By Daniel Schuuring, Director of Product Marketing
During the last week of January, I traveled to New York for the Legal Week conference, previously known as LegalTech. This show focuses on the legal industry and as the organizing committee promises, is “the largest and most important legal conference and trade show that you cannot afford to miss!” It has been a few years since I visited the show, so I was very curious about changes and trends and was looking forward to catching up.
After setting up the booth one day before the show, we went back to the hotel. Together with my Dutch colleagues, I stepped into the elevator where a lady welcomed us by asking if there was a “Tall Guys Convention”. I don’t consider myself as being that tall, but probably in a small elevator three Dutch guys can be overwhelming “Tall Guys” to American standards, especially since the lady asking the question, was kind of small herself (for Dutch standards).
So, as a “Tall Dutch Guy” I went looking for more “cultural” differences between EU (Dutch) and US (eDiscovery). Talking to our US clients and the visitors of Legal Week, I discovered there are not that many. That said, there is one particular topic that is on top of the lists of legaltech teams on both continents; the new EU General Data Protection Regulation (GDPR).
By the end of May 2018, the GDPR will regulate all activities involving the personal data of EU citizens. Under this regulation, companies around the world are only allowed to process and store data of European citizens if they can prove compliance with the strict rules of this regulation.
It does not matter if you are a European company or not; the new GDPR will bring substantial changes and compliance challenges for every organization that collects, processes, stores, and transfers personal data, anywhere in the world.
To be compliant with GDPR, an organization needs to be able to identify exactly where data is. It does not matter whether that data is in its own data centers, in the cloud or with a third party: the data controller – including law firms, LPO’s, and governmental agencies- will be held responsible for data at all times.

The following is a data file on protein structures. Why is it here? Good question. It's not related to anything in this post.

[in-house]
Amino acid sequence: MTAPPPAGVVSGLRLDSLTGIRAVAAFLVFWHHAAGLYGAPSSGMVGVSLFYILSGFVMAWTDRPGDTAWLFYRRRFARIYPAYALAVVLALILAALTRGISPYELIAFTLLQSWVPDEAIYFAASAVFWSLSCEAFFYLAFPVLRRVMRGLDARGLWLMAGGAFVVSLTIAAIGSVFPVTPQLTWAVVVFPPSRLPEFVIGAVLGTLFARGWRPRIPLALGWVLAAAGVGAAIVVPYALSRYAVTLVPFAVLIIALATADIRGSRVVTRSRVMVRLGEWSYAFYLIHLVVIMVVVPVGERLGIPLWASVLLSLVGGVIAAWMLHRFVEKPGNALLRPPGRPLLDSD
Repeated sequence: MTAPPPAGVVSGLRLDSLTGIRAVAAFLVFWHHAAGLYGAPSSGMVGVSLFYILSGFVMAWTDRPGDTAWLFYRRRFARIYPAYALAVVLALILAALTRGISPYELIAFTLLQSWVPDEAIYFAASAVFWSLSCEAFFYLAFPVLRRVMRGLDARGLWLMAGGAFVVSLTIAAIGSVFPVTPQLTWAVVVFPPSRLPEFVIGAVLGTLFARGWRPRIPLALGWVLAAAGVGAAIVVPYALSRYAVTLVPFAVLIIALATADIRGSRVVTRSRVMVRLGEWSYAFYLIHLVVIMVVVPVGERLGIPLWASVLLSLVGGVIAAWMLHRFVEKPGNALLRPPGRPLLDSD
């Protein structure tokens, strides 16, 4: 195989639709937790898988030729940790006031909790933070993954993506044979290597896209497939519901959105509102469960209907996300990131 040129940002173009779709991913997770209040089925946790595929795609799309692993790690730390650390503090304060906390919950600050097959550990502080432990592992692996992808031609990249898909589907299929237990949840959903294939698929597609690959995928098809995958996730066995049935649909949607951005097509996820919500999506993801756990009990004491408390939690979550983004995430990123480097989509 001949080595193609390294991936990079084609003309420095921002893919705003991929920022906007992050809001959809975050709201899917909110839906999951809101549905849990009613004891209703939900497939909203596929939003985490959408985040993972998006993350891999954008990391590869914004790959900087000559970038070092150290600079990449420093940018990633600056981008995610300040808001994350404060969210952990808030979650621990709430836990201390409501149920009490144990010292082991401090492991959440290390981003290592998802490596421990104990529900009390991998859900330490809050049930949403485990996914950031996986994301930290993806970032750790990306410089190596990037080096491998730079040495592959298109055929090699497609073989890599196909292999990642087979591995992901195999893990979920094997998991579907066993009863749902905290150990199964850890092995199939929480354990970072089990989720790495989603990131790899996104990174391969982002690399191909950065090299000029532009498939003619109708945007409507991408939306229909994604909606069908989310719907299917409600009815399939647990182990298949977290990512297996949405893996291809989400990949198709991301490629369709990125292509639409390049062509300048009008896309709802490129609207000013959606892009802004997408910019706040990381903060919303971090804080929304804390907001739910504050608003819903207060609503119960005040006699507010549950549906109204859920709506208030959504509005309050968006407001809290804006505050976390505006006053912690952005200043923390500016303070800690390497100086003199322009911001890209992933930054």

With the GDPR, the European Commission intends to strengthen and unify data protection for individuals within the European Union (EU) and to synchronize the present data protection laws of the EU member states. It also addresses the export of personal data outside the EU.
By the end of May 2018, companies need to have implemented appropriate technical and organizational measures and stand ready to demonstrate compliance. They are further obligated to review and update measures on an ongoing basis as necessary.
Litigation and the threat of litigation has until now, been the primary reason for eDiscovery. The implementation of the GDPR add a very important driver. Under the GDPR, any European data subject can execute their “right to be forgotten”. This means that any data subject can request that all data a company holds on him or her will remove. Companies need to be able to demonstrate that they can do that. And before any data can be shared with a third party, like an overseas regulatory agency or potential buyer in an M&A project, all personal information has to be anonymized or pseudonymized.
This makes the notion that you only need eDiscovery in case of litigation, obsolete. All companies in the EU and all US companies doing business with the EU need to have a combination of data classification and eDiscovery in place by May of next year.
Watch this 30-min video demo to see what you can do to prepare for eDiscovery under the GDPR.
I heard a lot of complaints from people that data collection tends to start on Fridays, preferable late afternoon. This is definitely not different in the EU. After a hectic week, for many cases the list of custodians is finalized on Friday and send to those responsible for collection. Of course, data is then expected to be ready for review on Monday morning. So therefore it’s very important to be able to collect directly from the source to speed up collection and start processing at the same time to make sure the data is ready. Alternatively, with ZyLAB’s browser based upload functionality it’s easy to upload large files and start processing instantly.
To finalize, at Legalweek, it’s great to meet again in person with our US colleagues, friends from the industry and to catch up with my favorite people from ACEDS (Association of Certified E-Discovery specialists). We just launched the ACEDS Benelux Chapter so it was great to talk to Mary Mack and Kaylee Walstad and to make lots of exiting plans for the future. Stay tuned!